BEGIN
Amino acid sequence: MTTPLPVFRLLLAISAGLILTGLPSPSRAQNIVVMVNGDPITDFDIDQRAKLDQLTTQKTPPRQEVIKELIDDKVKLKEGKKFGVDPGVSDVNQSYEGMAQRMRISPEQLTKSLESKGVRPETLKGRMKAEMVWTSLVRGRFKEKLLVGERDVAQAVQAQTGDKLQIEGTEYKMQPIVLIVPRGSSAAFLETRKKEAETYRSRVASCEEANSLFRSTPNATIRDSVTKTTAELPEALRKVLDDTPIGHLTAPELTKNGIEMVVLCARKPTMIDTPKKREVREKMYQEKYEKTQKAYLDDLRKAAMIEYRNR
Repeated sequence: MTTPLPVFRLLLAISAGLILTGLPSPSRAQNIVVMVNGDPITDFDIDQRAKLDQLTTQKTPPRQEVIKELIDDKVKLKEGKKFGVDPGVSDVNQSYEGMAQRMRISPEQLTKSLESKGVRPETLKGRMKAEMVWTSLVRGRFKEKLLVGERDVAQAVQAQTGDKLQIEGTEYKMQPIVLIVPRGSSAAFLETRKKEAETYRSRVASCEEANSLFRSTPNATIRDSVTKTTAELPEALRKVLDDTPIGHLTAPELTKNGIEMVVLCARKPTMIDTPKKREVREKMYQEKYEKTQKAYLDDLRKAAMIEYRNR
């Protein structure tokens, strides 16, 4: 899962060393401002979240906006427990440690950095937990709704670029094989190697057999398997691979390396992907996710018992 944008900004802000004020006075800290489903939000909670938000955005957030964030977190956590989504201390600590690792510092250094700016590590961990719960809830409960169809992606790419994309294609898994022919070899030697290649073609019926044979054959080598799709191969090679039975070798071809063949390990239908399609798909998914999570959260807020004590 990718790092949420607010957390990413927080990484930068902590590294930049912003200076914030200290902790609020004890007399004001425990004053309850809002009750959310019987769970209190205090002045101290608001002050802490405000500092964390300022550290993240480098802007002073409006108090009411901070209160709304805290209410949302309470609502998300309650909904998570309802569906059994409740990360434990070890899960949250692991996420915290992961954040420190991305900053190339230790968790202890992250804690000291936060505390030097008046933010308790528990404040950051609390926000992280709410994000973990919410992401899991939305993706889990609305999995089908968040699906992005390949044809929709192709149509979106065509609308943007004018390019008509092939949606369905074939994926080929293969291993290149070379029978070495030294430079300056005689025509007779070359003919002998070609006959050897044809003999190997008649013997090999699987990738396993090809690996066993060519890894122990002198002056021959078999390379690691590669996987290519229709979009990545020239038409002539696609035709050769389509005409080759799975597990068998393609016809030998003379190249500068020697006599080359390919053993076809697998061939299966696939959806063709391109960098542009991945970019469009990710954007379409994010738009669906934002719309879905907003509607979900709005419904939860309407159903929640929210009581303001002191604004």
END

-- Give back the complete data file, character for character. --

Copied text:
Amino acid sequence: MTTPLPVFRLLLAISAGLILTGLPSPSRAQNIVVMVNGDPITDFDIDQRAKLDQLTTQKTPPRQEVIKELIDDKVKLKEGKKFGVDPGVSDVNQSYEGMAQRMRISPEQLTKSLESKGVRPETLKGRMKAEMVWTSLVRGRFKEKLLVGERDVAQAVQAQTGDKLQIEGTEYKMQPIVLIVPRGSSAAFLETRKKEAETYRSRVASCEEANSLFRSTPNATIRDSVTKTTAELPEALRKVLDDTPIGHLTAPELTKNGIEMVVLCARKPTMIDTPKKREVREKMYQEKYEKTQKAYLDDLRKAAMIEYRNR
Repeated sequence: MTTPLPVFRLLLAISAGLILTGLPSPSRAQNIVVMVNGDPITDFDIDQRAKLDQLTTQKTPPRQEVIKELIDDKVKLKEGKKFGVDPGVSDVNQSYEGMAQRMRISPEQLTKSLESKGVRPETLKGRMKAEMVWTSLVRGRFKEKLLVGERDVAQAVQAQTGDKLQIEGTEYKMQPIVLIVPRGSSAAFLETRKKEAETYRSRVASCEEANSLFRSTPNATIRDSVTKTTAELPEALRKVLDDTPIGHLTAPELTKNGIEMVVLCARKPTMIDTPKKREVREKMYQEKYEKTQKAYLDDLRKAAMIEYRNR
């Protein structure tokens, strides 16, 4: 899962060393401002979240906006427990440690950095937990709704670029094989190697057999398997691979390396992907996710018992 944008900004802000004020006075800290489903939000909670938000955005957030964030977190956590989504201390600590690792510092250094700016590590961990719960809830409960169809992606790419994309294609898994022919070899030697290649073609019926044979054959080598799709191969090679039975070798071809063949390990239908399609798909998914999570959260807020004590 990718790092949420607010957390990413927080990484930068902590590294930049912003200076914030200290902790609020004890007399004001425990004053309850809002009750959310019987769970209190205090002045101290608001002050802490405000500092964390300022550290993240480098802007002073409006108090009411901070209160709304805290209410949302309470609502998300309650909904998570309802569906059994409740990360434990070890899960949250692991996420915290992961954040420190991305900053190339230790968790202890992250804690000291936060505390030097008046933010308790528990404040950051609390926000992280709410994000973990919410992401899991939305993706889990609305999995089908968040699906992005390949044809929709192709149509979106065509609308943007004018390019008509092939949606369905074939994926080929293969291993290149070379029978070495030294430079300056005689025509007779070359003919002998070609006959050897044809003999190997008649013997090999699987990738396993090809690996066993060519890894122990002198002056021959078999390379690691590669996987290519229709979009990545020239038409002539696609035709050769389509005409080759799975597990068998393609016809030998003379190249500068020697006599080359390919053993076809697998061939299966696939959806063709391109960098542009991945970019469009990710954007379409994010738009669906934002719309879905907003509607979900709005419904939860309407159903929640929210009581303001002191604004």